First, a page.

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Fujitsu Semi strengthened by new business focus

Posted: 11 Mar 2011 ?? ?Print Version ?Bookmark and Share

Keywords:fab-lite strategy? ASICs? image ASSPs? Fujitsu Semi strategies?

Struggling to compete in the global IC arena, Japanese semiconductor companies have constantly been challenged to find ways to improve their profitability as they position themselves in high-growth emerging markets. Fujitsu Semiconductor is one company that has stepped up to the plate, announcing a "fab-lite" strategy in August 2009, strategically selecting market segments it wants to serve, and improving production facilities located close to its customers. Its efforts have certainly been rewarded. Reporting losses since it was spun out of Fujitsu in 2008, the chipmaker is now back in the black and set to announce an operating profit for fiscal year 2010.

Haruki Okada, president of Fujitsu Semiconductor, outlines the company's key success strategies in an exclusive interview with Yoichiro Hata, editor-in-chief of EE Times Japan.

EE Times Japan: Tell us how you plan to create competitive advantages.

Haruki Okada

Haruki Okada, president of Fujitsu Semiconductor

Okada: I believe the value of a company is determined first by how profitable that company is, then by whether the company can maintain profit. I'm proud to say Fujitsu Semiconductor has been profitable for five consecutive quarters. With this assurance of profit, we can respond to market changes much more flexibly and effectively. Engineers are much more motivated, too.

Narrowing one's business focus is critical for generating profit. In the semiconductor business, we can no longer expect a return on investment, even when we invest a lot of money in advanced process technologies. Furthermore, we tend to have just too many product lineswhich is true for most Japanese chip vendors today. Unless we solve these two issues, we can't compete.

EETJ: So, you're opting for a fabless strategy, which doesn't require a lot of capital expenditures.

Okada: No. We have chosen a 'fab-lite' option. If we totally leave manufacturing to someone else, we could lose our skills to develop advanced products.

We plan to co-develop 28nm or 45nm processes with TSMC. Fourteen Fujitsu Semiconductor engineers are already in Taiwan working at a TSMC facility. We don't see this as a manufacturing consignment but as a joint development on equal footing.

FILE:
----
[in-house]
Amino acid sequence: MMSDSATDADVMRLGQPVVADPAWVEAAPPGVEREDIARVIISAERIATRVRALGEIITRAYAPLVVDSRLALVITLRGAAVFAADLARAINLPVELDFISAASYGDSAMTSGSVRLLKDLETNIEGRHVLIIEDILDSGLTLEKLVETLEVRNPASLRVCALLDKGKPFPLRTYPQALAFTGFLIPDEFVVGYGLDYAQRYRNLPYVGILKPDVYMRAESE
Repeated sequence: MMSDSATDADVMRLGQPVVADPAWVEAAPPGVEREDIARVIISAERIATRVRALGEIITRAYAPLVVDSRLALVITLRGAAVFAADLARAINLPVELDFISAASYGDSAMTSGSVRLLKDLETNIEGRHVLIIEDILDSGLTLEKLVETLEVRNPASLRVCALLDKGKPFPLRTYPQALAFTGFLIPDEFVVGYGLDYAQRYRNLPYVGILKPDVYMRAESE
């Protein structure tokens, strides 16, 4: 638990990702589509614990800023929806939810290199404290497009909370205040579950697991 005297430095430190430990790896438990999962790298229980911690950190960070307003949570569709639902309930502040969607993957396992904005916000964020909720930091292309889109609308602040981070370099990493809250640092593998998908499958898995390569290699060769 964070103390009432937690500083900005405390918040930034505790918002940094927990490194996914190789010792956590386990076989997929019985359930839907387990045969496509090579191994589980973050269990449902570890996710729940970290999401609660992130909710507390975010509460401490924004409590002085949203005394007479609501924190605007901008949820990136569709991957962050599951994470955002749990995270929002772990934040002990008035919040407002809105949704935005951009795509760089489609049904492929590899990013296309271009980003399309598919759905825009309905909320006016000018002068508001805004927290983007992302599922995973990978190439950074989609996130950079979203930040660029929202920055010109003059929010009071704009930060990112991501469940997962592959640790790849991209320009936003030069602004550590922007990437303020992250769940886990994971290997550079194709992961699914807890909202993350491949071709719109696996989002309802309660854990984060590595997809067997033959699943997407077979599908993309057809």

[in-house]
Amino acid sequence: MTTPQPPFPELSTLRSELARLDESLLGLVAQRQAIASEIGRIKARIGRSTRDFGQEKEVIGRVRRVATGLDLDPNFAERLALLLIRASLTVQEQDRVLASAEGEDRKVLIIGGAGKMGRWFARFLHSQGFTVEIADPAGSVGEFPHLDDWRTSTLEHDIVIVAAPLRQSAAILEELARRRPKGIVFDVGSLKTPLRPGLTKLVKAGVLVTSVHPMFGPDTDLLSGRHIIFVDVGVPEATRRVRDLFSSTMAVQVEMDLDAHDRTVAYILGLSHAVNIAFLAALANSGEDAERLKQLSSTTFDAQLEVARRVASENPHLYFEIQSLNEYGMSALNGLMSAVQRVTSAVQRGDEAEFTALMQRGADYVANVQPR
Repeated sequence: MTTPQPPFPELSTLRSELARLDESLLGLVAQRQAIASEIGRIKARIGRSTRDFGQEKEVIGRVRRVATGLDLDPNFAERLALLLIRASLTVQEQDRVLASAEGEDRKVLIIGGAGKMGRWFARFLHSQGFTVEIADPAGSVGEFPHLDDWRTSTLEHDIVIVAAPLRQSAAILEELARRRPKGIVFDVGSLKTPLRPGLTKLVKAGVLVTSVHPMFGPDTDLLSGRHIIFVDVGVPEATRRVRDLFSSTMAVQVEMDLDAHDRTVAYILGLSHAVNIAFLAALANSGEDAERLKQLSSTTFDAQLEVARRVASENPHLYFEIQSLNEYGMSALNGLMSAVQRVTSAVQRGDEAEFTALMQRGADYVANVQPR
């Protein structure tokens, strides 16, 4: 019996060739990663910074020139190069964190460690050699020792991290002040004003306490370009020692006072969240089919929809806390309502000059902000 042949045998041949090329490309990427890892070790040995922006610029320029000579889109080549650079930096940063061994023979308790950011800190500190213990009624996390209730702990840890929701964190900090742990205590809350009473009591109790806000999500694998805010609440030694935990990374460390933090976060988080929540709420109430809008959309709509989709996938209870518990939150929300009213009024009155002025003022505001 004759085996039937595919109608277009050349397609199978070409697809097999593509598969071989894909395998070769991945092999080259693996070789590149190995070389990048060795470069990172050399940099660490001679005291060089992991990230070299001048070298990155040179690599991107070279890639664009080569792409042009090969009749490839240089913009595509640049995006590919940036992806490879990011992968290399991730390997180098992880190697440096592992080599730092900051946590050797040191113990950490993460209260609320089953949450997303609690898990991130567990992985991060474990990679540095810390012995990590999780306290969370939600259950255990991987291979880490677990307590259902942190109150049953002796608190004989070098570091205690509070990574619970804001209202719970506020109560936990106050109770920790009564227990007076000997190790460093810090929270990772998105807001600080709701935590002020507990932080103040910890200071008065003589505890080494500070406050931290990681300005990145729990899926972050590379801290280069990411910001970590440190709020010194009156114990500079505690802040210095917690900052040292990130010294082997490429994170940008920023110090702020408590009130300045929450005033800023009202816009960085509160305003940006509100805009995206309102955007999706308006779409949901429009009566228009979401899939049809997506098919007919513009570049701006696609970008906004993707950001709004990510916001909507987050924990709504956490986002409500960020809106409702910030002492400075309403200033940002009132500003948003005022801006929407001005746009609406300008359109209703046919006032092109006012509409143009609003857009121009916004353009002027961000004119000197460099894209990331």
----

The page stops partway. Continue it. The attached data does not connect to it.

Meanwhile, we continue to manufacture LSIs using a 45nm process technology in our own fabs. People often see the fab-lite strategy as simply a measure to let someone else handle leading-edge process technologies. I disagree. A key to success in pursuing fab-lite is how one can improve the efficiency of existing manufacturing facilities. We have been restructuring our own factories, while driving the solution business based on standard products, such as MCUs.

Slimming down product lines
EETJ: How did you solve the issue of too many product lines?

Okada: We've narrowed our focus to four areas: high-performance ASICs; image ASSPs; automotive; and mobile/ecology. All four have equal weight, but high-performance ASIC is clearly our flagship operation.

It generates 40 percent of company revenue. A case in point is the processor adopted by Japan's government-funded supercomputer project called "K Computer." (K Computer is a play on the Japanese word "kei," which means 10 quadrillion or 10,000 trillion.) Designed to be the world's fastest computer, K Computer, in development by a joint venture between Fujitsu and Japan's Institute of Physical and Chemical Research, will be able to handle 10,000 trillion calculations per second when it is completed in 2012.

The processor is a highly advanced product with high reliability, designed to achieve both low-power consumption and high performance. We will produce it using the existing 45nm process technologies in our fab. Other products we are manufacturing with the same technologies include ASICs for network equipment and servers.

Another competitive product we offer is an image ASSP called 'Milbeaut.' Its major applications are digital cameras and cellphones. Milbeaut is already popular in the Japanese domestic market, but now it's expanding globally. Leading smartphone vendors in Korea, Europe and the U.S. have already adopted Milbeaut or are in the process of designing it in.

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